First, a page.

Detainees reach record number: Civil rights groups claim prejudice against Africa and Asia, writes Jason Bennetto

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The Independent Online
The number of people applying for asylum in the United Kingdom has risen from some 4,000 in 1988 to 22,000 in 1993.

Only a small proportion of the applicants are detained - currently 720 are locked up in prisons and detention centres. But this is a record number, and it is rising.

Civil rights groups are extremely critical of what they believe is the increasingly arbitrary use of detention for would-be immigrants and prejudice against people from certain parts of the world, particularly Africa and Asia.

They have also condemned the time it takes for applications to be processed - more than a year in some cases. The vast majority are turned down - in 1992 about 1,000 out of 35,000 applications succeeded.

The Home Office argues that it follows strict rules and guidelines in the treatment of asylum-seekers and only uses detention as a last resort.

A claim for political asylum is usually made to the immigration officer at the port or airport, but it can be made at any time. The immigration service has to decide whether to detain the applicant or allow them into the country while they are assessed. The basic rule for detaining someone is whether the immigration service believes the person will abscond or go into hiding.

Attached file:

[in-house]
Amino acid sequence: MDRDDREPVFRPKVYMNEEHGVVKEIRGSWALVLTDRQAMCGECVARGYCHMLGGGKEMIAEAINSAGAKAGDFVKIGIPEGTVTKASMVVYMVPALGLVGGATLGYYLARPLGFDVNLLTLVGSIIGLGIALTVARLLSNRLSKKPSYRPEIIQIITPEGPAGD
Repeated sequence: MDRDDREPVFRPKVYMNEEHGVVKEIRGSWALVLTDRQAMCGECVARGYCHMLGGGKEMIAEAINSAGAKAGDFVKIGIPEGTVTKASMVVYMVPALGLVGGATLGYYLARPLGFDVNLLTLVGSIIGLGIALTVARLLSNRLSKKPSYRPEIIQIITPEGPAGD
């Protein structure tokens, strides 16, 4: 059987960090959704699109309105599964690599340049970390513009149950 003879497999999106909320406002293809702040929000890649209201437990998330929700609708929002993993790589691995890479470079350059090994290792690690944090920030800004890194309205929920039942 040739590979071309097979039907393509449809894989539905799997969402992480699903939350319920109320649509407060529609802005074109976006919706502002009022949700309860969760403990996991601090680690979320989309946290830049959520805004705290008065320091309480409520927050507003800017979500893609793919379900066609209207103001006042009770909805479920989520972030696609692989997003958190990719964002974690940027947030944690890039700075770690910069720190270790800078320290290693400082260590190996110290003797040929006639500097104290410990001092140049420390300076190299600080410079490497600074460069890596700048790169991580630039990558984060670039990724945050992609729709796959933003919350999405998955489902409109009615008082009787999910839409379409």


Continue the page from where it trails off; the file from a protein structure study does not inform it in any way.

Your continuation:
Under the 1971 Immigration Act, certain groups are more likely to be locked up: those who have previously applied for asylum or illegal entrants caught trying to smuggle themselves into the country; those caught working illegally; and those who have had their application rejected and are about to be deported.

To gain refugee status a person has to prove a well- founded fear of persecution, usually because of religious or political beliefs.

Applicants have to go through a series of questionnaires with immigration officers. The results are examined by the Home Office which decides whether the person is allowed to stay.

Among the 700-odd asylum seekers in detention the most common countries of origin are India, Ghana, Turkey, Nigeria and Algeria. Amnesty International has issued reports on all these regions, describing civil wars, political turmoil, dictatorship, and the widespread torture and murder of members of opposition parties.

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